Author's note: This short article is inspired by one I read in either Poker Digest or Card Player about 6 years ago. The content is all mine, but the idea of there being 8 fundamental errors is not.
Limit poker, at it's heart, is about making decision. You have basically 5 choices: check/bet if no-one has bet yet, and call/raise/fold if there is a bet (yes, you can fold to a check, but that's an obvious error, and won't be covered here). Now, anyone who's read The Theory of Poker
is familiar with the Fundamental Theorem of Poker, "Any time you act differently than you would if the cards were dealt face-up, you've lost money." Given that, and the limited number of decisions allowed, there are eight fundamental errors that are possible in any given hand of poker (yes, there are more errors possible, such as game and limit selection problems, and where to sit, but here we'll concern ourselves with play of the hand only).
Bet instead of check
: This is the classic loose-aggressive mistake; you have 8
in an unraised big blind with 2 other players, and the flop comes out T
. Betting here would be a bet instead of check mistake -- there's a strong possibility that one of your opponents holds Ax or Tx, or even a middle pair, and you're holding nothing more than 6 straight outs (3 of which allow for a higher straight), 7 flush outs (one of which pairs the board), and 2 straight flush outs. Yes, your hand is strong, and yes, you should take the turn (and, indeed, probably the river), but no, you probably shouldn't bet. This mistake is a middle-of-the-road one, as it costs you a bet or two (two when you're raised and then call through).
Check instead of bet
: This is the classic passive mistake; it not only costs you bets, but it also
allows hands to stay in to draw out against you. As an example, you've got A
, and the board is J
. You've got an overpair, and if you raised preflop, a number of players will put you on an overpair. A check here would let any 9T or any two spades draw for free, not to mention allowing players with an underpair to you try and spike their kicker. Bet, make them pay! This mistake is probably more costly than betting when you should check
Call instead of raise
: Again, another passive mistake. A wonderful example of this would be sitting with K
on a board of A
and calling a bet from an early-position player. Yes, you've got only 5th nut, but the possiblity exists that any number of other hands would be betting into you (Ax, any two diamonds, and JQ come to mind). This is a minor mistake most of the time, as it only costs you one or two big bets.
Call instead of fold
: Do you like being called a calling station? Do this! Every time you put a bet into the pot saying "I know I'm beat, but I'll pay you off," you're doing this! If you know you're beat, why call? Because this mistake only costs you one bet, usually (it's a common river mistake), and it does make sure you'll hardly ever be bluffed out.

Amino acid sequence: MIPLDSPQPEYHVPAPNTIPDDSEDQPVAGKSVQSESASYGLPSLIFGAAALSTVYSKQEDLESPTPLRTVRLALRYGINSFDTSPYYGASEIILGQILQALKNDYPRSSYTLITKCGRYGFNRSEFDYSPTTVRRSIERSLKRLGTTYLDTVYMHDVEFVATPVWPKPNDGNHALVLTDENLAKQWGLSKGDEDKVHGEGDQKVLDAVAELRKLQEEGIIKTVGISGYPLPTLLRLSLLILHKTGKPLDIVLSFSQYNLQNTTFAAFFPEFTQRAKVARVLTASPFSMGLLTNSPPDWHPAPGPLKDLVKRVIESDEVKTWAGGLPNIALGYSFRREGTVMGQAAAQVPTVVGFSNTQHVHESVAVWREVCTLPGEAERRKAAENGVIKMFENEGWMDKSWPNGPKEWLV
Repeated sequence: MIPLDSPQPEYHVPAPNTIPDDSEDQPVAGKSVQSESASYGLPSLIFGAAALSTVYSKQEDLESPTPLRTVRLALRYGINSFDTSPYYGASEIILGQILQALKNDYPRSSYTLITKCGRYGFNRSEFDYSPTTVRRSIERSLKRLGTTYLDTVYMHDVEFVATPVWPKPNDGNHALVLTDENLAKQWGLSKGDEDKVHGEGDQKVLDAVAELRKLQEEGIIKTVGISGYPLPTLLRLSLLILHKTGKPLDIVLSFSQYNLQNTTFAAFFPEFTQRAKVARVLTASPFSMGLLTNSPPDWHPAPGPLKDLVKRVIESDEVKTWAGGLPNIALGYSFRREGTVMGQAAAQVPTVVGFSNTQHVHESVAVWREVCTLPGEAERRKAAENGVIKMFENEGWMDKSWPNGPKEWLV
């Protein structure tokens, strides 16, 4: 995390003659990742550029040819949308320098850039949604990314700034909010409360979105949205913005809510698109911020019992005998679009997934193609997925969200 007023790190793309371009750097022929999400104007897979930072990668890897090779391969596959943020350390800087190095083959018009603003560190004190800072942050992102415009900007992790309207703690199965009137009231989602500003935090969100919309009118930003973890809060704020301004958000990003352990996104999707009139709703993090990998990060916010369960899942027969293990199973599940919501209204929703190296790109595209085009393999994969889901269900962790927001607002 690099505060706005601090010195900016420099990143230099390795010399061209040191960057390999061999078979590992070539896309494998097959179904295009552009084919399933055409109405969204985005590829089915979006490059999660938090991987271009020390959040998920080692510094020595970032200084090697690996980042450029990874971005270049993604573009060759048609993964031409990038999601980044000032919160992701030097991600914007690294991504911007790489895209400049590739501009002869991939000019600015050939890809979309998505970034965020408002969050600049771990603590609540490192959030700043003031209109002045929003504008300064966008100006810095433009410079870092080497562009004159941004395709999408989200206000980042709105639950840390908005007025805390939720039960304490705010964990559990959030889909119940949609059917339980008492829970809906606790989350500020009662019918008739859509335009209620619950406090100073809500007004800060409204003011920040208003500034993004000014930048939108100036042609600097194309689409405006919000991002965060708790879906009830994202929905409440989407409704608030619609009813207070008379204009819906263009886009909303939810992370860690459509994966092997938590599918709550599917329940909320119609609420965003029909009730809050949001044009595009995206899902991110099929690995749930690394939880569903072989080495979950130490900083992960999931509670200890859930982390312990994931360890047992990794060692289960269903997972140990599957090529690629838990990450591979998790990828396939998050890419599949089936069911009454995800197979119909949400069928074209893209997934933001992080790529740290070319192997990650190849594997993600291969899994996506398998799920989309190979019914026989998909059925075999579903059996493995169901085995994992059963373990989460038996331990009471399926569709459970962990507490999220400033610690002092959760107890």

Raise instead of call
: This is an error of aggression. Again, not as bad as some, but it's costly (usually to the tune of about 2 bets). Think of something like raising with Q
into a bet from the BB with a board like Q
. Top pair, weak kicker, facing a straight and flush board, not to mention the possibility of two pair due to the two pairs of middle connectors. Call, sure, but don't raise here!
Raise instead of fold
: This is a hyper-aggressive mistake. Usually it's an error made on the river, trying to over-extend something like second pair, or top pair bad kicker. You know you're beat, but you think (or convince yourself) that your opponent is weak, and you raise their bet -- usually to only get reraised. It'll cost you at least 1, and usually 2, big bets (if the reraise comes, most players then call instead of folding, due to the size of the pot).
Fold instead of raise
: This mistake is rare; ususally only the fishiest of fishes doesn't realize that they have a raising hand and folds instead. The most often cause of it is misreading your hand (missing a straight or flush), or getting bluffed out with a weak-ish middle hand (ie, 5
and a board of 7
. It'd be rare for JT to stay with that flop). However, it's a mistake that will cost you dearly; you lose the whole pot!
Fold instead of call
: Again, another rare-yet-expensive error, similar to folding instead of raising. It happens a bit more when the pot is large and you've got a medium-strong hand (especially with a ragged board).that can beat "big card only" hands (ie, you're holding A
on a board of 9
-- you can beat a lot of hands that will be in the pot). Still, it costs you the pot to make this error!
So next time you sit at the table, after each hand (win or lose), ask yourself, "how many mistakes did I make? What kind?" Recognizing your errors is the first step towards fixing them, tightening your game up, and winning more.